The winery grew to specialize in the main Bordeaux varieties, Cabernet Sauvignon, Merlot and Cabernet Franc. However, credit where it is due; the rejuvenation of Petite Sirah and Carignan in Israel, a significant trend of the 2000’s, may have started with Margalit. He also was the first to produce a varietal Cabernet Franc. During all this time, Yair Margalit generously gave his time and expertise to advise and assist other new boutique wineries. In this way, he helped fuel the boutique wine revolution. He continued to teach and lecture at the Faculty of Food Technology in Haifa, and became the first professional manager and coordinator of the Cellar Master Course at Tel Hai College. He also found time to write books on winemaking. They are textbooks eagerly used by budding winemakers, students or especially interested connoisseurs.

Eventually, Yair’s son, Assaf, came into the business after he began by helping his father. He studied at the Hebrew University’s Faculty of Agriculture in Rehovot and went on to gain experience at Jekel Winery in California. After returning to Israel, Yair and Assaf became a father-and-son partnership. When he became winemaker, with the ongoing advice of his father, Margalit wines became more elegant and old-world in style and less concentrated. In other words, they have changed as the Israeli palate has developed to ensure they are still leading the quality curve. However they have remained specialists in the Bordeaux varieties.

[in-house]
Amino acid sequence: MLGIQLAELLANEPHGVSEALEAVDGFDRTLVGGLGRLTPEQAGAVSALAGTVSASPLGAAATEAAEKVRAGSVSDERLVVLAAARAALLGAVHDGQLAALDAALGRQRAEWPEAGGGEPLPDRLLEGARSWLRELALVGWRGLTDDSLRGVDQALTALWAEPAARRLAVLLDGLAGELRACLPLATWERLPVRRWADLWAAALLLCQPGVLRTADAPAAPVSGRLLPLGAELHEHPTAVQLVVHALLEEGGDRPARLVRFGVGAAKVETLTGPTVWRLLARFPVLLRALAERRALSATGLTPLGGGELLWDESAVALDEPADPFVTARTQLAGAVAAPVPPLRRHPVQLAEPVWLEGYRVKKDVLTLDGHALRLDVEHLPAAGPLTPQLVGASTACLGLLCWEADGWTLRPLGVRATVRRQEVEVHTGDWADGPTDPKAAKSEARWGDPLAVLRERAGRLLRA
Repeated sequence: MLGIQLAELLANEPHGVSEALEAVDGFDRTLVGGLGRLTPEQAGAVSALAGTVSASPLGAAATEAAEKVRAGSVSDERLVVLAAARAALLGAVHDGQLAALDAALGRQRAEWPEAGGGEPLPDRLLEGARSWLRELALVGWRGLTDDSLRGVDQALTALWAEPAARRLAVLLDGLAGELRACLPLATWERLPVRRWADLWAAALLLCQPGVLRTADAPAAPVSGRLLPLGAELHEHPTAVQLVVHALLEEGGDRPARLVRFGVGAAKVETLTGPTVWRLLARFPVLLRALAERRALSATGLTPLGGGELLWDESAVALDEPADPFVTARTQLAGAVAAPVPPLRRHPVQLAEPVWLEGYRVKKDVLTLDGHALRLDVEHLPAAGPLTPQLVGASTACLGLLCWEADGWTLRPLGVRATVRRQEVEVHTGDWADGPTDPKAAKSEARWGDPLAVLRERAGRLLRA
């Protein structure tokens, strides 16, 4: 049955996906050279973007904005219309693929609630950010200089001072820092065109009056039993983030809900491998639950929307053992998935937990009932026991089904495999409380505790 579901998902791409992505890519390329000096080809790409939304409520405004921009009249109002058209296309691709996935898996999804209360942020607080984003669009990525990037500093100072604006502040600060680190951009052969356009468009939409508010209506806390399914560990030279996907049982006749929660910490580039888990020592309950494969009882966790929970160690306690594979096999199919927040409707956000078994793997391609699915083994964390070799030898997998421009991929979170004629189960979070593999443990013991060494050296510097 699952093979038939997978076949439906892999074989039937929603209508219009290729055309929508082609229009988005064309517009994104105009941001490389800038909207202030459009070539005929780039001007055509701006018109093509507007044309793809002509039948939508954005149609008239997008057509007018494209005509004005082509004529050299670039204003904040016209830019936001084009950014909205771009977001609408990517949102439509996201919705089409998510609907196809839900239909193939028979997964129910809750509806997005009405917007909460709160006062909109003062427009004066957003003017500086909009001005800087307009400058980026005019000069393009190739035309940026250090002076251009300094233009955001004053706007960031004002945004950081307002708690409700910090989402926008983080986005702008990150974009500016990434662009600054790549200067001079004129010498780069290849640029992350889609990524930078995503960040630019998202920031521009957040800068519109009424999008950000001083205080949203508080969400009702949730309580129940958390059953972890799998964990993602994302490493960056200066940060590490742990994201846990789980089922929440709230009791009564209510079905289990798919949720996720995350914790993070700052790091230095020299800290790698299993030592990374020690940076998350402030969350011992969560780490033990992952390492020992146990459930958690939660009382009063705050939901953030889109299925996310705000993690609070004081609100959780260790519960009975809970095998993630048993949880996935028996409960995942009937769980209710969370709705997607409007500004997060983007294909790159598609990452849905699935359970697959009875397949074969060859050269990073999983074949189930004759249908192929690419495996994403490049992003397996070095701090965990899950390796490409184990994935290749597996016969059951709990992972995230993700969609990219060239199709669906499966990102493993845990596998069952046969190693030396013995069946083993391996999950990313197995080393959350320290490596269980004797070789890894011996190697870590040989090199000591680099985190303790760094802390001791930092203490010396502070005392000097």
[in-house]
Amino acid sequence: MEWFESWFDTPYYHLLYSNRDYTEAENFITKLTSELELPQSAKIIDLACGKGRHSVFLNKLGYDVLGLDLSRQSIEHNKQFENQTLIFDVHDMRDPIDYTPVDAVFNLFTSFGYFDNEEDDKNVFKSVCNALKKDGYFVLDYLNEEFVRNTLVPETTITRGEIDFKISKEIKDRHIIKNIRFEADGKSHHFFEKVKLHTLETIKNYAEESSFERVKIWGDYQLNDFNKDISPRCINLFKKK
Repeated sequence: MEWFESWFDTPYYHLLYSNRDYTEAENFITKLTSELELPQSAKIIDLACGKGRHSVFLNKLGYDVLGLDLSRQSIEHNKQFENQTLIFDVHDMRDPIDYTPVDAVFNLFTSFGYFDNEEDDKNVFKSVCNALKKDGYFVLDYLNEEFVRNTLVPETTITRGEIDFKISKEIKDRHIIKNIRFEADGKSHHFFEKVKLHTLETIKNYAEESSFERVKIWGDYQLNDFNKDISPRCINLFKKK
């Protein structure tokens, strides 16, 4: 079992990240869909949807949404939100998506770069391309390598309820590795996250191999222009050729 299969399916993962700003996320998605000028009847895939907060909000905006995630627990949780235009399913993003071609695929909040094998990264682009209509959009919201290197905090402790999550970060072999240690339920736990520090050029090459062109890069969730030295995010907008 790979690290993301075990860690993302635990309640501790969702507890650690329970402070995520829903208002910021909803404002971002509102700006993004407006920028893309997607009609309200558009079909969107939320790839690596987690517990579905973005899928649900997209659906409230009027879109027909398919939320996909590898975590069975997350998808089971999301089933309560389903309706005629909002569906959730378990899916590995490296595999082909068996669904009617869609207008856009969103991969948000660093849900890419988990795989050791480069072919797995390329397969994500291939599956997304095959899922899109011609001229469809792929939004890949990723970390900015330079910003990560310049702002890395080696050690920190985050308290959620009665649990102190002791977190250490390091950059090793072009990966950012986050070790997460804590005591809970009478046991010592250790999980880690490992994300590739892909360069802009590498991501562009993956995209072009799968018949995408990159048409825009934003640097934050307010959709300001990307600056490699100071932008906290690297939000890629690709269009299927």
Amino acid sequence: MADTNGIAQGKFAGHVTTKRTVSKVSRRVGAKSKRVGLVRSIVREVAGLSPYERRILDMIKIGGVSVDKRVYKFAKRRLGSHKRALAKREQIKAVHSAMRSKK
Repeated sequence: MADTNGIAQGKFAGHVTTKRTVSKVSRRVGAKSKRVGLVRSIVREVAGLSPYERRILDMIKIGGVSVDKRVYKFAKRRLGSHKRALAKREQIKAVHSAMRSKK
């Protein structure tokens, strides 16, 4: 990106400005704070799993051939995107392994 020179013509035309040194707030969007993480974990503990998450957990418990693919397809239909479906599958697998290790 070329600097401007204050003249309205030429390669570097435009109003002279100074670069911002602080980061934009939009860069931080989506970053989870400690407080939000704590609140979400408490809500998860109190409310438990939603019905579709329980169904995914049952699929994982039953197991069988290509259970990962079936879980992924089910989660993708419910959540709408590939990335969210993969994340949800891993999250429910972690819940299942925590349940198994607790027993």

Assaf is a laid-back figure. Broad backed, hair swept back, usually wearing a T-shirt, he is quiet and easy going.

When winemaking or talking about his winery, he undergoes a metamorphosis. He becomes animated, passionate, hands on, and his pride and perfectionism shine through. Only then do you receive an insight into why Margalit continues to maintain its position as one of Israel’s finest wineries. He is without doubt one of the leading winemaking talents in Israel today.